In 1998 Sharon Stone rocked up to the Oscars wearing a silk Vera Wang long fishtail skirt with a white Gap shirt. For a red blooded male in the 90's, bursting through the chrysalis of his adolescence, Sharon Stone was simply, it. Sure there was Jennifer Aniston, there was Angelina Jolie, but Sharon Stone got her kit off.
Whilst the internet was still being cobbled together, Sharon Stone was the only commercial boobs a man had access to in the 90's without suffering the ignominy of surfing the top shelfs at his local newsagents. My point is, when Sharon Stone walked into the room you sat up straight. What Sharon Stone said would be carved into concrete slabs by paid scribes. What she did would be imitated relentlessly, and what she wore would be immortalised for decades to come.
This was 20 years ago. How far have we come with Gender neutral clothing since are fashion stores merely shades away from homogenising the men’s and women’s section?
One British store that has dispensed with these gender barriers are Gender Free World clothing. Based in Hove and founded in 2015, GFW design shirts in 4 block sizes, providing the antidote for issues of bust gap, wide hips and long bodies.
It's no longer boutique designers like GFW, or Radimo, Official Rebrand or Rebirth Garments becoming the bastions of gender fluidity. Fast-fashion retailers, such as Zara and ASOS, have launched their own gender-neutral clothing lines as well.
Activist and Trans model Munroe Bergdoff still thinks that the fashion industry is playing catch up. In an interview with Fash-ON Fash-OFF, the new podcast from I.D Magazine she says:
"I think the body image we're seeing a binary aesthetic. There’s no trans men in fashion for starters. Which is weird. But there are people that have that capacity Laith Ashley who is beautiful and eloquent. But there is an obsession with trans women. It's still rooted in the idea it being a weird concept that a man would want to relinquish his masculinity. We need to process the idea, a trans woman can be a woman and be masculine."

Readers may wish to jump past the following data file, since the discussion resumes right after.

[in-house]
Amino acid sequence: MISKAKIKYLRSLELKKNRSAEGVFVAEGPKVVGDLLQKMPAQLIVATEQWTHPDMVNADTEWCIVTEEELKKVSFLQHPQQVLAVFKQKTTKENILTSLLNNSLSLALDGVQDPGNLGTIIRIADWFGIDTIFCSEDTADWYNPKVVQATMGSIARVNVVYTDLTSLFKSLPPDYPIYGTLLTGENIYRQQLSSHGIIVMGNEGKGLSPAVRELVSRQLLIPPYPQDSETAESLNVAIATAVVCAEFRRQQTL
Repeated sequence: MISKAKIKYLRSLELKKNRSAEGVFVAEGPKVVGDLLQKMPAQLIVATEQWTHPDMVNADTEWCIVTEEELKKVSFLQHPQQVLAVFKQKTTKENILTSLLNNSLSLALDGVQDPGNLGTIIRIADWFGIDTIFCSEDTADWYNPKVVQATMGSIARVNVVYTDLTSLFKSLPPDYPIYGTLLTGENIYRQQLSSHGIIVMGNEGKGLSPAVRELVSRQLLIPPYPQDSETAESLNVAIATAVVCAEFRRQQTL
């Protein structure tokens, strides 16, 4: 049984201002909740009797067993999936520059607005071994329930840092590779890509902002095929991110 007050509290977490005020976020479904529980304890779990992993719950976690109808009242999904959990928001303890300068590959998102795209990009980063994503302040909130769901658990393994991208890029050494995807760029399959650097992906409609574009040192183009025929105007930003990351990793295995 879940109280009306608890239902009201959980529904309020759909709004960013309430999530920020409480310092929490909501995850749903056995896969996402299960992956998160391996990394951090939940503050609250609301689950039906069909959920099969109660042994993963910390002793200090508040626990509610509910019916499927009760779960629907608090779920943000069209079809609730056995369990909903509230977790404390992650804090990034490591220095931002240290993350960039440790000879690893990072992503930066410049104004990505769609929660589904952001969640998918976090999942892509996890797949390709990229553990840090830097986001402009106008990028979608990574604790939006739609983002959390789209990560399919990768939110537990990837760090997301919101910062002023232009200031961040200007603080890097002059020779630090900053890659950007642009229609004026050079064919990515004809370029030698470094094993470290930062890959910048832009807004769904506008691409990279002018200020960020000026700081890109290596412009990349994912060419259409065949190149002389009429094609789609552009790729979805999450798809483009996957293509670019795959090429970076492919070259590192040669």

From a tailoring perspective it would be very difficult to design clothes that can adequately accommodate both men and women. It's also a very different art tailoring a lady for a suit than it is a man. Narrow waists, bust measurements, side boob, under boob, etc.
This polarising subject, and whilst one could look disparagingly on gender neutral clothing as an irreverent fad, you ignore the movements of youth at your peril. Look what happened to Levi's sticking to a denim model and not moving with the athleisure movement. Lost over 2 Billion in revenue in 2015 and have been playing catch up to Nike, Under Armour and Lululemon ever since.
You may think you're not into gender neutral clothing, chances are you're already wearing some. Those baggy joggers or jeans are possibly perfectly cut and engineered for either men or women. How do you think GAP went from parochial boutique to marquee name? They specifically targeted a mass market that were happy to wear shapeless oversized tee's and jeans to cater for the unisex demographic.
Do you own a man bag? It's considered the norm these days but that’s a far cry from the briefcase synonymous with city bankers of the 50's.
And what about when your girlfriend goes out to the shops and you raid her wardrobe and try on all her Alexander McQueen fur coats? Ok so not many, but you get my point. I hope.